Exploring the past in Buenos Aires

Argentina’s largest city is a buzzing metropolis of fiery tango, sizzling steaks and colourful buildings.

Delve a little deeper into Buenos Aires and you'll find it's also a window into the past - a place where the dead live on in splendour, where artists find their muse and life moves a little slower amongst its magnificent waterways.

On Sunday you can visit the San Telmo market, where you'll find all manner of antique treasures to take home.

Walk among the tombstones

Hanging out in a graveyard might not sound like your typical excursion in a foreign city, but a visit to the Recoleta Cemetery is a must for anyone wanting to get a feel for Argentina's history, architecture, and culture. Spend half a day exploring more than 6,400 eclectic tombstones, many of which hold the remains of the Buenos Aires elite. Traipsing along Recoleta's wide, tree-lined streets and footpaths is much like walking around a town. It pays to consult a map if you want to track down some of the Recoleta Cemetery's most notable graves. Actress-turned-First Lady Eva Perón, more affectionately known as Evita, is buried here, as are past presidents of Argentina and Napoleon's granddaughter.

Perhaps the most amazing thing about this city of the dead is its diversity. The graves are decorated with elaborate marble mausoleums and statues. Some resemble gothic chapels, others are like tiny houses from a fairytale and some are pure art deco or baroque.

Venture back in time

Wandering through San Telmo, Argentina's oldest barrio, is like stepping into another time. You'll want to capture its faded beauty with video and stills as you stroll along the cobblestone streets, taking in the old churches and colonial buildings. Browse the many cafes, tango parlours and antique shops in this well-preserved part of town, or indulge in a little people-watching - San Telmo is a favourite haunt for artists and dancers.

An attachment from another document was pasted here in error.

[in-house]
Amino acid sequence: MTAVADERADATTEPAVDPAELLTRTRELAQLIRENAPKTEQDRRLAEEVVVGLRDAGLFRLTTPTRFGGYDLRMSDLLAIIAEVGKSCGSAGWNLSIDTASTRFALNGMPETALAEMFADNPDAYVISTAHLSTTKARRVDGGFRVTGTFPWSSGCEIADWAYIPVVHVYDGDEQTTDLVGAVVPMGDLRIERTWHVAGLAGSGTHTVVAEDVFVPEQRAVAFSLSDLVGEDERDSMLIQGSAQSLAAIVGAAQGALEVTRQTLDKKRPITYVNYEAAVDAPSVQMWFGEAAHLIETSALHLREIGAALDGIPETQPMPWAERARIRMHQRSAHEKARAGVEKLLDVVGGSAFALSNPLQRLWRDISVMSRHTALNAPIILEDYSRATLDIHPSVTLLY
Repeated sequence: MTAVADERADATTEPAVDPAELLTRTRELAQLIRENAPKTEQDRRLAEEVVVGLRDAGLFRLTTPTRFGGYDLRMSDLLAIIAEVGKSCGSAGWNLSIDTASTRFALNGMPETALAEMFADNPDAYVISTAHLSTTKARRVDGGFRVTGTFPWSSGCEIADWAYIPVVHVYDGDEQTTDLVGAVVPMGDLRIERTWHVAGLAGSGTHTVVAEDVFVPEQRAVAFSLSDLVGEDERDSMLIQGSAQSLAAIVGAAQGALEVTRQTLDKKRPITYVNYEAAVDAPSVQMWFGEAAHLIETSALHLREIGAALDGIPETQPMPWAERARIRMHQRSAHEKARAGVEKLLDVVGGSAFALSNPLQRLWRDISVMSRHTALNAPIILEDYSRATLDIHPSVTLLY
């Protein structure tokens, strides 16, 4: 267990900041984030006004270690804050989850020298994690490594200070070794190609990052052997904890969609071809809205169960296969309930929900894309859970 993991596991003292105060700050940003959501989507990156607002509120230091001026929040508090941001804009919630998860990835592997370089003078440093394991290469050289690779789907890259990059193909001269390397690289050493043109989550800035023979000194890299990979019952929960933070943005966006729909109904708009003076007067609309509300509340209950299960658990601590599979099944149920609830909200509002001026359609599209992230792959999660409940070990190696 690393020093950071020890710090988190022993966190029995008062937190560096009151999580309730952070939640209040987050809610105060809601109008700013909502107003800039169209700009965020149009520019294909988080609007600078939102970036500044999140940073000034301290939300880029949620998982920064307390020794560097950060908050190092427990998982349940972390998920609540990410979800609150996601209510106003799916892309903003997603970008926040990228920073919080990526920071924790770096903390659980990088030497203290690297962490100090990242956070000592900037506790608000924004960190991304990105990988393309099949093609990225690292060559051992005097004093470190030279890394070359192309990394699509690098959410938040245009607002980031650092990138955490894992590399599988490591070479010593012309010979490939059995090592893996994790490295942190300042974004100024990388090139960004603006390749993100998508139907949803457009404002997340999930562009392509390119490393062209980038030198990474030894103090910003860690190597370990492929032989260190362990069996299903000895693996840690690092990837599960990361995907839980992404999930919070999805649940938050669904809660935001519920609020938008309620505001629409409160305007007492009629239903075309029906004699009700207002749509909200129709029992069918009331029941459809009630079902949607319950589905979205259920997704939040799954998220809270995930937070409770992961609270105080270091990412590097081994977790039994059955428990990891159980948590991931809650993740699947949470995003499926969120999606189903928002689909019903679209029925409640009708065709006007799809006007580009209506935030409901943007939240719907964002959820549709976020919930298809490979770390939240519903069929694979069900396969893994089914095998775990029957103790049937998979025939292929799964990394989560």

Be sure to make the journey to the historic 'Illuminated Block', which is still home to important academic and religious institutions of the 17th and 18th century. Have lunch in the shady Plaza Dorrego and watch it transform at dusk, as Buenos Aires' tango dancers take to the streets. It's also worth visiting on Sundays to catch the famous San Telmo market, where you'll find all manner of antique treasures and souvenirs to take home.

Get out on the water

There's a greener side to Buenos Aires if you venture just outside of the city. Here, on the edge of the Rio de la Plata, you'll find a natural paradise. Taking a boat tour is perhaps the dreamiest way to learn about the lifestyle of the islenos, the people who live on the islands of the Parana Delta. As you cruise the network of streams, rivers and waterways, you'll see first-hand how the locals have transformed this formerly swampy area into a lush, watery suburb, the kind you'll never want to leave. It's now marked by grassy paths, waterfront houses on stilts and luxurious yachts.

Keep an eye out for the home of former Argentine president Sarmiento, who lived here for nearly 30 years. Check out the grand English architecture of the Tigre and the quaint cobblestone streets of the old quarter in San Isidro, where you'll see several majestic mansions inhabited by old aristocratic families.

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